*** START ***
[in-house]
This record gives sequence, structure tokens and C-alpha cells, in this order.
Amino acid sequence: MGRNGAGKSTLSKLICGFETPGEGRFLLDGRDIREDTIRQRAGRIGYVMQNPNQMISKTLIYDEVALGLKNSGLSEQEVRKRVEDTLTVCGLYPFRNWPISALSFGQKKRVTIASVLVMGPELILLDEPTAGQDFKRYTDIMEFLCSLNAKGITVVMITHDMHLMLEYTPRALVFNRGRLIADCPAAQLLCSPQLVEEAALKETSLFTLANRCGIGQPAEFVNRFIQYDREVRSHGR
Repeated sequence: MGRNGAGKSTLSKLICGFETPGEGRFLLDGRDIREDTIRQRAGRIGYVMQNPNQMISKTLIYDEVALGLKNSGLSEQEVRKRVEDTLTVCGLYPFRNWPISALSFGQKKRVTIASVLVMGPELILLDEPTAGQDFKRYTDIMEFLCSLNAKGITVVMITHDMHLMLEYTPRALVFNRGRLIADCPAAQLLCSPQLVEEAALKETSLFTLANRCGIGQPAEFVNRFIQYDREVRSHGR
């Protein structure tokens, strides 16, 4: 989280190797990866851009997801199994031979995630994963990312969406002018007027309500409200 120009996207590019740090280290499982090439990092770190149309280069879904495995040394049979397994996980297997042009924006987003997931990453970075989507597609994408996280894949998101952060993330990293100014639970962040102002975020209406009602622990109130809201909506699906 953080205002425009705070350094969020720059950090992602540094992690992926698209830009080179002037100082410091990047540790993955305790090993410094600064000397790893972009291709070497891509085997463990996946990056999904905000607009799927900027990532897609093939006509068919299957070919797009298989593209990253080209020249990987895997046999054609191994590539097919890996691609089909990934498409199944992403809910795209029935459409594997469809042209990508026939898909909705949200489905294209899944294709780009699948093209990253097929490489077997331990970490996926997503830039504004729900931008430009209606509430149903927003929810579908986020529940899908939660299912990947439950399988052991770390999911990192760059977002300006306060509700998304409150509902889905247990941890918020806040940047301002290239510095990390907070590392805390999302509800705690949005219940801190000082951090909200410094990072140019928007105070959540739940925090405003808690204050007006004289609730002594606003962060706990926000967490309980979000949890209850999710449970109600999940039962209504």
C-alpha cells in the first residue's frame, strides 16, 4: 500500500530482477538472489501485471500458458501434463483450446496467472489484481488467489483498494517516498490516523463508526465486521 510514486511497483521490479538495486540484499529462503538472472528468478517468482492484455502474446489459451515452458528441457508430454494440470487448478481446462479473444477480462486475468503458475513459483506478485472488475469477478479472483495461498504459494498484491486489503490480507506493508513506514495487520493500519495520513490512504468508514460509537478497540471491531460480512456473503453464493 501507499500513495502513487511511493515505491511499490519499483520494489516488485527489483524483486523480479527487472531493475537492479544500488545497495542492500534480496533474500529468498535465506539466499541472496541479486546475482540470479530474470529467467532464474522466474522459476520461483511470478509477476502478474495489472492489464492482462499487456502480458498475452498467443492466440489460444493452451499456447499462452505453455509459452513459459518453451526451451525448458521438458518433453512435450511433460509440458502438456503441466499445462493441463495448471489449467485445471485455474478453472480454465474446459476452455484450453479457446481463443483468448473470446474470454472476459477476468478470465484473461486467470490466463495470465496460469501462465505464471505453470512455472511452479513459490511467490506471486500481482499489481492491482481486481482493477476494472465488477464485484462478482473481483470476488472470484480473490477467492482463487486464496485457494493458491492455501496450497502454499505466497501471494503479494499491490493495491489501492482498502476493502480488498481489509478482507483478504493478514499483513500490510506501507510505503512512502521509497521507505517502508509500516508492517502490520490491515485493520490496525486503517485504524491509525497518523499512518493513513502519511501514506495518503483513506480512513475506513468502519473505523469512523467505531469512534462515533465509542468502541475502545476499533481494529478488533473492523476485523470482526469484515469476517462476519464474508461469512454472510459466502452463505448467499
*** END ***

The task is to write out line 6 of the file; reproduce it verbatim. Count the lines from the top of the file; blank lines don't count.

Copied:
C-alpha cells in the first residue's frame, strides 16, 4: 500500500530482477538472489501485471500458458501434463483450446496467472489484481488467489483498494517516498490516523463508526465486521 510514486511497483521490479538495486540484499529462503538472472528468478517468482492484455502474446489459451515452458528441457508430454494440470487448478481446462479473444477480462486475468503458475513459483506478485472488475469477478479472483495461498504459494498484491486489503490480507506493508513506514495487520493500519495520513490512504468508514460509537478497540471491531460480512456473503453464493 501507499500513495502513487511511493515505491511499490519499483520494489516488485527489483524483486523480479527487472531493475537492479544500488545497495542492500534480496533474500529468498535465506539466499541472496541479486546475482540470479530474470529467467532464474522466474522459476520461483511470478509477476502478474495489472492489464492482462499487456502480458498475452498467443492466440489460444493452451499456447499462452505453455509459452513459459518453451526451451525448458521438458518433453512435450511433460509440458502438456503441466499445462493441463495448471489449467485445471485455474478453472480454465474446459476452455484450453479457446481463443483468448473470446474470454472476459477476468478470465484473461486467470490466463495470465496460469501462465505464471505453470512455472511452479513459490511467490506471486500481482499489481492491482481486481482493477476494472465488477464485484462478482473481483470476488472470484480473490477467492482463487486464496485457494493458491492455501496450497502454499505466497501471494503479494499491490493495491489501492482498502476493502480488498481489509478482507483478504493478514499483513500490510506501507510505503512512502521509497521507505517502508509500516508492517502490520490491515485493520490496525486503517485504524491509525497518523499512518493513513502519511501514506495518503483513506480512513475506513468502519473505523469512523467505531469512534462515533465509542468502541475502545476499533481494529478488533473492523476485523470482526469484515469476517462476519464474508461469512454472510459466502452463505448467499